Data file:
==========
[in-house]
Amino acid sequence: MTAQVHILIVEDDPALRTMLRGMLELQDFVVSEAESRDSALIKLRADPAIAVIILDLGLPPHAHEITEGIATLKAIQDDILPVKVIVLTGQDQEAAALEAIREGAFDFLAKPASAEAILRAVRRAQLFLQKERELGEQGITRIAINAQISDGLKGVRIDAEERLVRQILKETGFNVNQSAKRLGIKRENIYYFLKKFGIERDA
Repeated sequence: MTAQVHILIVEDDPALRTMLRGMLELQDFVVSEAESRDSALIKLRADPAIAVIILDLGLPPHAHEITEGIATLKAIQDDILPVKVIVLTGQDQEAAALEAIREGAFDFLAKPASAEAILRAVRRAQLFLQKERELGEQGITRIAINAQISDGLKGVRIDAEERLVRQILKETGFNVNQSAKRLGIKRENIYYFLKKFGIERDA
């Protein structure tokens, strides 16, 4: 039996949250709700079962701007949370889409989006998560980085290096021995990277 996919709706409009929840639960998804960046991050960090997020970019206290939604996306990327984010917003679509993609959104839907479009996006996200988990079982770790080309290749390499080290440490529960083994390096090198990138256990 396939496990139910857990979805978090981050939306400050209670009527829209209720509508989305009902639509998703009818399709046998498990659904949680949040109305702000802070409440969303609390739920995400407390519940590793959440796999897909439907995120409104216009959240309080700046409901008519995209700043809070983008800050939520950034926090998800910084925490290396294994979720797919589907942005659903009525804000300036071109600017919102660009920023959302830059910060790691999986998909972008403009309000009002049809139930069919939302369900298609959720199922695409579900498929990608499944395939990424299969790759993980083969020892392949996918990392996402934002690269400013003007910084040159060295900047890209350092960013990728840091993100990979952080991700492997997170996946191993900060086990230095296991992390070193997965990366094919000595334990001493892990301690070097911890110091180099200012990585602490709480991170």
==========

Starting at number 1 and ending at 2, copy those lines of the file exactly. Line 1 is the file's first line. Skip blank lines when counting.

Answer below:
[in-house]
Amino acid sequence: MTAQVHILIVEDDPALRTMLRGMLELQDFVVSEAESRDSALIKLRADPAIAVIILDLGLPPHAHEITEGIATLKAIQDDILPVKVIVLTGQDQEAAALEAIREGAFDFLAKPASAEAILRAVRRAQLFLQKERELGEQGITRIAINAQISDGLKGVRIDAEERLVRQILKETGFNVNQSAKRLGIKRENIYYFLKKFGIERDA